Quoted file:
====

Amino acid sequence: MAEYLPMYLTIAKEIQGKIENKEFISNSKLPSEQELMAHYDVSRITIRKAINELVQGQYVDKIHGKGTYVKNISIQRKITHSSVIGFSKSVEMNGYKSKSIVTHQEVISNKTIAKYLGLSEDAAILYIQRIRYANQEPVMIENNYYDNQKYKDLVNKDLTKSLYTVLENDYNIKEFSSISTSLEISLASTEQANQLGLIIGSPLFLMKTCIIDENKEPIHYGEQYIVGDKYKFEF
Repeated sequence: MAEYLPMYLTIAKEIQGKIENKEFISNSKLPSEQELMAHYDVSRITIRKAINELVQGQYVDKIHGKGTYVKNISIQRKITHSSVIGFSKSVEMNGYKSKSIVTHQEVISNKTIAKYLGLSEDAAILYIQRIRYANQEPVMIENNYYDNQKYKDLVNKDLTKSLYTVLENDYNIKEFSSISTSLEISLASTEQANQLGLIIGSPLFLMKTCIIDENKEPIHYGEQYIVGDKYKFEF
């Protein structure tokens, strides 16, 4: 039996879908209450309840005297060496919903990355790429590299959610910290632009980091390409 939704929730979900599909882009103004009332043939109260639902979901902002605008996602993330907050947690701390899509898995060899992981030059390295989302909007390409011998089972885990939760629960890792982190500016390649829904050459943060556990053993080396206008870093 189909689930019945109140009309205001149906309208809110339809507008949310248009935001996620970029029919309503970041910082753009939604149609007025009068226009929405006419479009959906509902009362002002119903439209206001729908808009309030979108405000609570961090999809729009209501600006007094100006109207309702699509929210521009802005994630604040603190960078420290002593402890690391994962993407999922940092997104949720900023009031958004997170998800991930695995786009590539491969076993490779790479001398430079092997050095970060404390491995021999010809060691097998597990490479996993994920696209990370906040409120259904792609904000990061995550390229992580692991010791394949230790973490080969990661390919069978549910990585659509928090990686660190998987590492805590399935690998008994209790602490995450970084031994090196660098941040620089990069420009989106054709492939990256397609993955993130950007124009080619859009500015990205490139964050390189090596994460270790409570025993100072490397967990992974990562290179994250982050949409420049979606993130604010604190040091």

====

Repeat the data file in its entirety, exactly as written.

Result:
Amino acid sequence: MAEYLPMYLTIAKEIQGKIENKEFISNSKLPSEQELMAHYDVSRITIRKAINELVQGQYVDKIHGKGTYVKNISIQRKITHSSVIGFSKSVEMNGYKSKSIVTHQEVISNKTIAKYLGLSEDAAILYIQRIRYANQEPVMIENNYYDNQKYKDLVNKDLTKSLYTVLENDYNIKEFSSISTSLEISLASTEQANQLGLIIGSPLFLMKTCIIDENKEPIHYGEQYIVGDKYKFEF
Repeated sequence: MAEYLPMYLTIAKEIQGKIENKEFISNSKLPSEQELMAHYDVSRITIRKAINELVQGQYVDKIHGKGTYVKNISIQRKITHSSVIGFSKSVEMNGYKSKSIVTHQEVISNKTIAKYLGLSEDAAILYIQRIRYANQEPVMIENNYYDNQKYKDLVNKDLTKSLYTVLENDYNIKEFSSISTSLEISLASTEQANQLGLIIGSPLFLMKTCIIDENKEPIHYGEQYIVGDKYKFEF
């Protein structure tokens, strides 16, 4: 039996879908209450309840005297060496919903990355790429590299959610910290632009980091390409 939704929730979900599909882009103004009332043939109260639902979901902002605008996602993330907050947690701390899509898995060899992981030059390295989302909007390409011998089972885990939760629960890792982190500016390649829904050459943060556990053993080396206008870093 189909689930019945109140009309205001149906309208809110339809507008949310248009935001996620970029029919309503970041910082753009939604149609007025009068226009929405006419479009959906509902009362002002119903439209206001729908808009309030979108405000609570961090999809729009209501600006007094100006109207309702699509929210521009802005994630604040603190960078420290002593402890690391994962993407999922940092997104949720900023009031958004997170998800991930695995786009590539491969076993490779790479001398430079092997050095970060404390491995021999010809060691097998597990490479996993994920696209990370906040409120259904792609904000990061995550390229992580692991010791394949230790973490080969990661390919069978549910990585659509928090990686660190998987590492805590399935690998008994209790602490995450970084031994090196660098941040620089990069420009989106054709492939990256397609993955993130950007124009080619859009500015990205490139964050390189090596994460270790409570025993100072490397967990992974990562290179994250982050949409420049979606993130604010604190040091």